Hyundai will launch an all-new electric compact crossover in 2021 based on the futuristic 45 concept, a company spokesperson has confirmed to South Korean news agency Yonhap.
A nod to Hyundai’s first ever concept vehicle, the 1974 Pony Coupe, the retro-inspired yet very forward-looking 45 concept was unveiled at the 2019 Frankfurt Motor Show bringing the sharp wedge styling of the Pony into the age of electric transport.
Now, a spokesperson from Hyundai has confirmed that it will produce the new compact crossover utility vehicle (CUV), codenamed “NE”, at its factory southeast of the South Korean capital of Seoul, Yonhap reports.
There is as yet no timeline for the vehicle’s production, with negotiations with the worker’s union not yet underway.
“But the company has yet to consult with the union on proceeding with the new electric model’s production,” the spokesperson who talked with Yonhap was quoted as saying.
The new electric crossover has been spotted during testing, with various media outlets such as Inside EVs sharing images.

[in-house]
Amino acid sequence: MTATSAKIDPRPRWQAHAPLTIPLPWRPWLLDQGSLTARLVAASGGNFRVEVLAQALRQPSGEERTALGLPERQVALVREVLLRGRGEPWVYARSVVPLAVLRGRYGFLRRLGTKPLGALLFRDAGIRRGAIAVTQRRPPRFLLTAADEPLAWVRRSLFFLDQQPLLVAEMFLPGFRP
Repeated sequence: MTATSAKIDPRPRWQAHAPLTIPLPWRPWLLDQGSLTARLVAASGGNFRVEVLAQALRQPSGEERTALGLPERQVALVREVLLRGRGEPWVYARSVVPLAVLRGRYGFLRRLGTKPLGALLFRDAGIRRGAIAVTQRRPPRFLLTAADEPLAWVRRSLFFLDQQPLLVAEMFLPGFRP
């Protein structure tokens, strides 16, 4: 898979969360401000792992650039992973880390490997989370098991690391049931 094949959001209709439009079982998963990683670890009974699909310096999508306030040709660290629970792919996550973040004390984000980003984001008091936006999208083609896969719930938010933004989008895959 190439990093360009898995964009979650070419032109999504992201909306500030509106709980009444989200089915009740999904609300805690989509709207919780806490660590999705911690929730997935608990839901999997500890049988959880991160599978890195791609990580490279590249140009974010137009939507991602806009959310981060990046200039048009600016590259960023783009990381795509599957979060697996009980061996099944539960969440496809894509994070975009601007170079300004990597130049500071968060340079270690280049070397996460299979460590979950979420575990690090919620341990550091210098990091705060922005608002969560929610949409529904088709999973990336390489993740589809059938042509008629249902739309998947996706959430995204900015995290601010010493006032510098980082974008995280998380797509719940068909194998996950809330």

Spotter’s photos of the Hyundai NE give little away as to how true to form the production version of the 45 concept will be, nor are there solid details on what specifications such as battery size and driving range will be.
There may be some clues drawn however from reports of sibling brand Kia’s new model that The Driven reported on Monday.
As The Driven reported, Kia will also produce another electric model in 2021 that will rival the Porsche Taycan in its performance and charging characteristics.
Kia’s high-performance electric vehicle, codenamed “CV”, will form a halo model with 480+km driving range and be available in a range-topping GT format.
It will be built on the Hyundai Group’s E-GMP electric platform, and there is no reason to assume this would be otherwise for the Hyundai NE.
Previous reports from Business Korea suggested that the Hyundai NE would first be built in Chin, and later at an overseas plant if production went smoothly.
In January 2019, the Chinese government stipulated that all car makers producing more than 30,000 units a year in China must allocate a minimum 10% output to electric vehicles.
“Electrification may be a great opportunity for Hyundai Motor, which is having difficulties in China,” an industry insider was quoted as saying by Business Korea.
“I understand that Hyundai Motor is considering applying electrification to its production facilities.”
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Bridie Schmidt is lead reporter for The Driven, sister site of Renew Economy. She specialises in writing about new technology and has been writing about electric vehicles for two years. She has a keen interest in the role that zero emissions transport has to play in sustainability and is co-organiser of the Northern Rivers Electric Vehicle Forum.